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Occupational asthma after exposure to ortho-phthalaldehyde (OPA)
  1. Catherine Robitaille,
  2. Louis-Philippe Boulet
  1. Institut universitaire de cardiologie et de pneumologie de Québec, Université Laval, Laval, Québec, Canada
  1. Correspondence to Dr Louis-Philippe Boulet, Institut universitaire de cardiologie et de pneumologie de Québec, 2725, Chemin Sainte-Foy, Québec, QC, Canada G1V 4G5; lpboulet{at}

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Ortho-phthalaldehyde (OPA) is an aromatic dialdehyde that has largely replaced glutaraldehyde as a new high-level disinfectant for heat-sensitive medical devices, including endoscopes. It is a low-molecular-weight chemical with in vivo dermal and respiratory sensitising properties.1 ,2 Reports of immunological reactions have been reported in workers exposed to OPA-disinfected cystocopes.3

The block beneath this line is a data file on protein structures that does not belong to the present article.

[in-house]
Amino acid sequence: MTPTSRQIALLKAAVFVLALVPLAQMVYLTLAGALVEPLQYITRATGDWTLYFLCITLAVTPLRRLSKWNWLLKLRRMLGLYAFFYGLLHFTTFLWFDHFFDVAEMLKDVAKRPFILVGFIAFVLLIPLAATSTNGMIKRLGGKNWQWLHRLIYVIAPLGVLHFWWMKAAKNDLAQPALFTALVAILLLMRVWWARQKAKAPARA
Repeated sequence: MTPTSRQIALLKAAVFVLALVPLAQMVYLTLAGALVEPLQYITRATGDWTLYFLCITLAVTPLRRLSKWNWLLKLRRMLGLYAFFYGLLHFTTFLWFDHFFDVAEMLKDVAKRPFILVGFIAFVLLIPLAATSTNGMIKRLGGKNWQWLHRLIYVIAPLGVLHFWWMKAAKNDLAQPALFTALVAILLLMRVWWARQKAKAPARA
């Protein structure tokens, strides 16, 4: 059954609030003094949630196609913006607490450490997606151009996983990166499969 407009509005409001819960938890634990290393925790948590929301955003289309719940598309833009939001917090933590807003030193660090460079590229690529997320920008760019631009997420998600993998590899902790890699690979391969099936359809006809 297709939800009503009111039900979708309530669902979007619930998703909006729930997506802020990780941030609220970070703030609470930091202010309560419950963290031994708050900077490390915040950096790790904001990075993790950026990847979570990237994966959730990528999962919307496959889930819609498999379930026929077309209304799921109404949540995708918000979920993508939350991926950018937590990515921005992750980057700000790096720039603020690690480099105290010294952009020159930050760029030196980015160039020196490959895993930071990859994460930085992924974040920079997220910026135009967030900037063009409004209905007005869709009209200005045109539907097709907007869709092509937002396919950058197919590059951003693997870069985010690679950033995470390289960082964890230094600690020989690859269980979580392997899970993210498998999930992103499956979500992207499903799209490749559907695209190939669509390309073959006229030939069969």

We describe the case of a 55-year-old woman who consulted at the emergency department with dyspnoea, wheezing, conjunctival redness and low peak expiratory flow. She had been promoted to the endoscopic sterilisation service of a regional hospital 2 months earlier, where OPA (Cidex OPA) was used for disinfection of endoscopes. Symptoms …

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  • Competing interests None.

  • Patient consent Obtained.

  • Provenance and peer review Not commissioned; internally peer reviewed.